Vet student and trainee Fitzgerald Mukumbi assists CSL/ZCP vet Dr. Mwamba Sichande to de-snare a lion.

Vet student and trainee Fitzgerald Mukumbi assists CSL/ZCP vet Dr. Mwamba Sichande to de-snare a lion.

Wildlife Veterinary Training Programme

With an array of wildlife veterinary work ranging from immobilizations for research and de-snaring, to treating poisonings and mitigating disease, this programme is aimed at giving prospective and current Zambian veterinary students interested in pursuing careers in wildlife conservation the opportunity to gain hands-on experience and skills under the tutelage of ZCP-CSL Vet Dr. Mwamba Sichande and ZCP Vet Dr. Kambwiri Banda and our field teams.  Trainees assist in all aspects of the work, ranging from de-snaring of carnivores and herbivores, to assisting in radio-collaring, to providing support to Dr. Sichande in all aspects of running his domestic animal clinic.  Trainees range from Conservation Club graduates, to entering vet school students, to students currently in vet school and assisting on their term breaks. Collectively the programme has greatly assisted local students interested in pursuing careers in veterinary conservation.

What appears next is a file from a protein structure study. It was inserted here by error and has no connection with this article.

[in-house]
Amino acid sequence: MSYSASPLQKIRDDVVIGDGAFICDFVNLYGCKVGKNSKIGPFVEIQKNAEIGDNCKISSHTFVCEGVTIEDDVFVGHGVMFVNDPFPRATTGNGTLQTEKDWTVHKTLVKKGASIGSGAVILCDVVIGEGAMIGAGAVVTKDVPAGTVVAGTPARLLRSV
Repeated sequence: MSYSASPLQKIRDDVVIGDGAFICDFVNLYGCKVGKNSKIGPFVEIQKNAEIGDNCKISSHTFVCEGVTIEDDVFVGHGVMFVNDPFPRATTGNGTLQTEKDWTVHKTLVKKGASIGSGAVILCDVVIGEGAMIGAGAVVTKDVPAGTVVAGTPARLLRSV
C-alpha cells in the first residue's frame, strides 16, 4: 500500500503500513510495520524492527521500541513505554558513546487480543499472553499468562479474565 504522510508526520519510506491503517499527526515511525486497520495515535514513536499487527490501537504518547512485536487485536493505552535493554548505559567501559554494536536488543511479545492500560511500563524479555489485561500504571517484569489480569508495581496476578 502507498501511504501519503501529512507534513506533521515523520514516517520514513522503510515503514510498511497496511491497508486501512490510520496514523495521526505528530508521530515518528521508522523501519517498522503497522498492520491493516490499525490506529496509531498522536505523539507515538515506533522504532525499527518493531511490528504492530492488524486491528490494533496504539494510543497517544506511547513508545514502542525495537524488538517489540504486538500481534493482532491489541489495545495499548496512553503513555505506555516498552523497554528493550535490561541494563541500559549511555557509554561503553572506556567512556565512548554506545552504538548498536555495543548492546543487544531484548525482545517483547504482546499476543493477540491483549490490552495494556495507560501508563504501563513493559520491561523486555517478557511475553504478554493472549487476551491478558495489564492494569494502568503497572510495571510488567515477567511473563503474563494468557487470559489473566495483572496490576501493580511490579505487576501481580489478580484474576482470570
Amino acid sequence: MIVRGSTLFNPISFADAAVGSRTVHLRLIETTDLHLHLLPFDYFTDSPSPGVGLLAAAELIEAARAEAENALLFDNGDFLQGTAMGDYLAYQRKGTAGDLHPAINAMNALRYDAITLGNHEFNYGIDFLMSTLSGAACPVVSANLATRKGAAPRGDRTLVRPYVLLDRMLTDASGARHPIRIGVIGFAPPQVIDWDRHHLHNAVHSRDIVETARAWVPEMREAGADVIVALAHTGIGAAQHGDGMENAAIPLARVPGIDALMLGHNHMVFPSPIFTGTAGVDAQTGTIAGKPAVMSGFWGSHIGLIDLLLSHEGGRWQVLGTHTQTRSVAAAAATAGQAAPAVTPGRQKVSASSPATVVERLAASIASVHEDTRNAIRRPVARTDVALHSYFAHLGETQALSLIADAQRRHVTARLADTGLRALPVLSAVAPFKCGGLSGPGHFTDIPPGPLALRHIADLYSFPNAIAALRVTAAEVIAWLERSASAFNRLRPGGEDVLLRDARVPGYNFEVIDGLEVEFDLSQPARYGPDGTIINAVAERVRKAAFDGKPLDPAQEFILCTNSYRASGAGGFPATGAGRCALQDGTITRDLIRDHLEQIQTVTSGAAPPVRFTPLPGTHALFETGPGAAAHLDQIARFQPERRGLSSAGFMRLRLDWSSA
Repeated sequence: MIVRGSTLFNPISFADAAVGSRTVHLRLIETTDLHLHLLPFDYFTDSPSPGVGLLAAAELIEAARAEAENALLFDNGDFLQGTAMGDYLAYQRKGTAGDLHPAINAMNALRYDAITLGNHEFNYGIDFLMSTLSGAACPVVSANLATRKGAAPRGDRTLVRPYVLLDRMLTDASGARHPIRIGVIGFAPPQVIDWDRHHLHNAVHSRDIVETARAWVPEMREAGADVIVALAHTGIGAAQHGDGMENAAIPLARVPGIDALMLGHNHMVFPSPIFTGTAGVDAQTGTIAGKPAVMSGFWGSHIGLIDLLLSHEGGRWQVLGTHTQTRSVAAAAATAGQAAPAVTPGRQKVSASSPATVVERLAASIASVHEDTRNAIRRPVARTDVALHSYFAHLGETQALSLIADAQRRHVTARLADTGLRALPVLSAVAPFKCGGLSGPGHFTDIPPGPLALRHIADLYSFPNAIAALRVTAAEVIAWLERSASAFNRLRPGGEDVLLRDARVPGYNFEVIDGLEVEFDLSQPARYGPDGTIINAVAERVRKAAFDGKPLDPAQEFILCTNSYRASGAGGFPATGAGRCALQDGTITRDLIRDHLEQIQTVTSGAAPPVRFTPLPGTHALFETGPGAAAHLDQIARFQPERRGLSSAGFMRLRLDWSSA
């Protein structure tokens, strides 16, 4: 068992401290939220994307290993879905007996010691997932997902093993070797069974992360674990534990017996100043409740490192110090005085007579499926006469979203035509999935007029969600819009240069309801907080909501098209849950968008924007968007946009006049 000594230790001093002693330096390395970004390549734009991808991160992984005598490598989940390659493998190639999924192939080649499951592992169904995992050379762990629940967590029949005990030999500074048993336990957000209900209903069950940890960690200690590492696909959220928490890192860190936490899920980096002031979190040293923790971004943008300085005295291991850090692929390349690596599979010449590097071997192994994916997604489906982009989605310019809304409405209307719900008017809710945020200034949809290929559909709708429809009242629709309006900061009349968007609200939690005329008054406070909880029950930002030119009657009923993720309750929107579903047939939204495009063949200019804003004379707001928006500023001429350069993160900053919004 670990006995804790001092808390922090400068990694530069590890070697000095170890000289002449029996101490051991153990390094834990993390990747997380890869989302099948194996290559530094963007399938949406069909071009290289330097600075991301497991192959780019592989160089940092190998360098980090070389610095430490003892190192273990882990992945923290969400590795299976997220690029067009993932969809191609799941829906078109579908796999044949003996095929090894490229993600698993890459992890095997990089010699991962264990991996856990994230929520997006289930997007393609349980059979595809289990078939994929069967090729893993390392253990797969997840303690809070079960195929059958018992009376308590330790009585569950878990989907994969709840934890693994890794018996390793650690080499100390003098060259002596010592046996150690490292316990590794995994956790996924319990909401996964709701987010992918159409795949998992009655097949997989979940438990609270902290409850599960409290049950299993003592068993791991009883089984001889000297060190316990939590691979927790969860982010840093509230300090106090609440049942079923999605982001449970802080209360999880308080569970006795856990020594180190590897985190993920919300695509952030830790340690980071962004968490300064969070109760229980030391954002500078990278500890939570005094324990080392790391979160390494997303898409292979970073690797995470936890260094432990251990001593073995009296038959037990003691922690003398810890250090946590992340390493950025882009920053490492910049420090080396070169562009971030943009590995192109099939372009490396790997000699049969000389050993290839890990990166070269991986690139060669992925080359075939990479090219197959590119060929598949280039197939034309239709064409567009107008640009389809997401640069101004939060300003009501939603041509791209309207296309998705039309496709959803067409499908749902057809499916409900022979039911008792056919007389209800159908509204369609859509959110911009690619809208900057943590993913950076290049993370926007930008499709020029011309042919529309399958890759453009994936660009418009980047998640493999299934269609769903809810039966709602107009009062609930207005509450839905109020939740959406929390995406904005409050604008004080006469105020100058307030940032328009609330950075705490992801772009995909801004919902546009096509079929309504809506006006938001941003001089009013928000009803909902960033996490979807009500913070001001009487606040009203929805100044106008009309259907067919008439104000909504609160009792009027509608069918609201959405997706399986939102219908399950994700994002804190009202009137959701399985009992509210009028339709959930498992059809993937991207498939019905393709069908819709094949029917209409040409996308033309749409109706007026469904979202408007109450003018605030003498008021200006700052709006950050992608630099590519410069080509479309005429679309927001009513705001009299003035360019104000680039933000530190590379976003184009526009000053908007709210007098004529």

Zambian student George Phiri poses with one of several top student honors he earnedfrom his ZCP sponsorship to the Southern African Wildlife College.

Zambian student George Phiri poses with one of several top student honors he earnedfrom his ZCP sponsorship to the Southern African Wildlife College.

Advanced Education and Professional Training

Working closely with DNPW collaborators, ZCP supports professional training and advanced education opportunities for DNPW scouts and their families, as well as for outstanding individuals pursuing careers in conservation. Support ranges from scholarships for diploma programmes at the Southern Africa Wildlife College, to degrees in wildlife and resource management at Zambian universities, to Wildlife Immobilization Courses for DNPW veterinarians, to support with advanced education for scouts’ children. 

 
 Montana State University graduate student Dr. Wigganson Matandiko (L) poses with his newly-minted Ph.D. and his academic advisor Dr. Scott Creel.

Montana State University graduate student Dr. Wigganson Matandiko (L) poses with his newly-minted Ph.D. and his academic advisor Dr. Scott Creel.

Graduate Education

With some of the longest-running ecological projects in the region, ZCP’s collaborative work provides opportunities for Zambian wildlife professionals to obtain graduate degrees at top international institutions. To date we have graduated three Masters and Ph.D. students from Montana State University and University of Arizona, with three more currently enrolled or slated for study.  Students work on an array of pressing carnivore conservation issues and have received prestigious scholarships for their work--including Fulbrights and Karen Fuller Fellowships—and have occupied important conservation positions in Zambia upon graduation.